Teachers’ talent and commitment ‘wasted on industrial scale with job undoable’

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The talent and commitment of England’s teachers is being “wasted on an industrial scale”, a union leader has warned.

The job of being a teacher has become “undoable”, with thousands choosing to leave the profession but stay working in schools as support staff, according to Dr Mary Bousted, joint general secretary of the National Education Union.

Her comments come amid continuing concerns among the teaching profession about teacher shortages, particularly in subjects such as physics.

Ministers have pledged to cut teacher workload.

Giving a speech at the NEU (ATL section) annual conference in Liverpool, Dr Bousted also warned the Government that the union is putting it on notice that it must trust and support teachers, and that it must take action on issues such as pay, funding and workload.

“More than half of teachers in England leave the profession within 10 years of qualifying.

“They leave pupils who need them; colleagues who rely on them; parents who know that their children’s life chances are being denied by the acute shortage of teachers in schools.

“Teachers don’t want to walk away from the classroom. They want to stay working with their pupils. That is why so many teachers take a huge pay cut and stay in schools working as support staff.”

Dr Bousted said: “Can you imagine hospital consultants saying the stress is too much and now I’m going to be an auxiliary nurse, or I’m going to be a nursing assistant or I’m going to go away from the thing I’ve been trained to do and stay in the healthcare system with a completely different role and take a two thirds cut in my salary.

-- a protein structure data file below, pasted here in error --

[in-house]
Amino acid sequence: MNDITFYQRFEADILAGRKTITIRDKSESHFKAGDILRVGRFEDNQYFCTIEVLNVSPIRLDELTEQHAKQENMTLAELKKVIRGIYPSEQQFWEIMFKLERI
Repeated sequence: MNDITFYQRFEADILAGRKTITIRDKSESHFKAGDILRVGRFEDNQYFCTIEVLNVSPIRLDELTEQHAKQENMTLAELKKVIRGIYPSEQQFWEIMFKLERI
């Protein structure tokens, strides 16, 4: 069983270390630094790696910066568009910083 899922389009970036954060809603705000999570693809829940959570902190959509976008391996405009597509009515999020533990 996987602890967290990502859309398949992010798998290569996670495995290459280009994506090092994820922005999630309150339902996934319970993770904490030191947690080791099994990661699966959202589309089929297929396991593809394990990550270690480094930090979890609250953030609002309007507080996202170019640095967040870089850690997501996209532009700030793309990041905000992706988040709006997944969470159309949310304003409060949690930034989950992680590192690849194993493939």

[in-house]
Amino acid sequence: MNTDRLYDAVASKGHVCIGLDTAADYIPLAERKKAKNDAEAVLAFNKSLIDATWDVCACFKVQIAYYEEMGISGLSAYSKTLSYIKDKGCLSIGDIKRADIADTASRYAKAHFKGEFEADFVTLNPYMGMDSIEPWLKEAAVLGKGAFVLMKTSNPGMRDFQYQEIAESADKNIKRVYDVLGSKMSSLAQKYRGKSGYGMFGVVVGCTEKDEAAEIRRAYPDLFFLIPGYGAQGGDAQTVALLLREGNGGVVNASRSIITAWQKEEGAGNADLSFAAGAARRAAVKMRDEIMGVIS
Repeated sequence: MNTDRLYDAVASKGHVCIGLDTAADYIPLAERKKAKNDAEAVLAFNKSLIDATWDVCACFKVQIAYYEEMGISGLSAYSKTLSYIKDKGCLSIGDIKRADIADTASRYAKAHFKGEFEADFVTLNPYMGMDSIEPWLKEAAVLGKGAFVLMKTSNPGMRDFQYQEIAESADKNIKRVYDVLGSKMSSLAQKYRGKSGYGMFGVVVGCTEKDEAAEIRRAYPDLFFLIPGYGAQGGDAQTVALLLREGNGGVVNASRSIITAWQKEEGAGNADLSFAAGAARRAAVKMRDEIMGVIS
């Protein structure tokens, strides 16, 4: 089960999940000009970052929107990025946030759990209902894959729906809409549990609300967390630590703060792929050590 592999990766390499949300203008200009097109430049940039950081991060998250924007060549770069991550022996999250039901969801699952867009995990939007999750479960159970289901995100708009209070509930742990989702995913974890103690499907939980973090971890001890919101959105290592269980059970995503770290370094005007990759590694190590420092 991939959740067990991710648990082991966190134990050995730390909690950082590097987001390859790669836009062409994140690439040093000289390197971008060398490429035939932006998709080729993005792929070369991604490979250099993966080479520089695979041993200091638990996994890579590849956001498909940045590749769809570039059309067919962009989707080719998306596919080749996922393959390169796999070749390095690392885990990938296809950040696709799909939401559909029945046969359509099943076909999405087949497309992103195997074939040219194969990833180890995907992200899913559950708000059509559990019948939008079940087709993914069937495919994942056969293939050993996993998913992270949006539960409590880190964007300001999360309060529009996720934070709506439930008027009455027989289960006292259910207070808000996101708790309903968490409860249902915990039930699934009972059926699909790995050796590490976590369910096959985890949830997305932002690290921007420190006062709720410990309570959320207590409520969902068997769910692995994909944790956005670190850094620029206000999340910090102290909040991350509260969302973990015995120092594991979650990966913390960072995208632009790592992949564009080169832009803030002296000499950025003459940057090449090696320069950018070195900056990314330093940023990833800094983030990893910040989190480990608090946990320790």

“If teachers are choosing to do that, walk away but still want to remain in school, but decimate their salary, then something is very wrong.

“But thousands of teachers are doing that. And the reason they are doing that is because the job of being a teacher has become undoable.”

She argued that teachers work more unpaid overtime than any other profession, but that pay is not the main reason that teachers are leaving, adding the key issue is workload.

The NEU is campaigning on issues including pay, school funding, workload and testing, Dr Bousted said.

She also told delegates: “Damian Hinds would do well to listen to our demands. Because, at the moment, we are asking quite nicely.

“But he should be warned, we will only ask for so long. If we don’t get answers, and we don’t get the movement we need, we will consult our members whose pent-up discontent will not be held in check much longer.”

A Department for Education spokesman said: “The Education Secretary has been clear that there are no great schools without great teachers so his top priority is to make sure teaching remains an attractive and fulfilling profession.

“That’s why he recently announced a strategy to drive recruitment and boost retention of teachers, working with the unions and professional bodies, and pledged to strip away workload that doesn’t add value in the classroom.

“The fact is there are 15,500 more teachers in our classrooms than in 2010 and more teachers are joining the profession than leaving.‎ 

“Thanks to their hard work and our reforms, standards are rising, with 1.9 million more children in good or outstanding schools than in 2010.”

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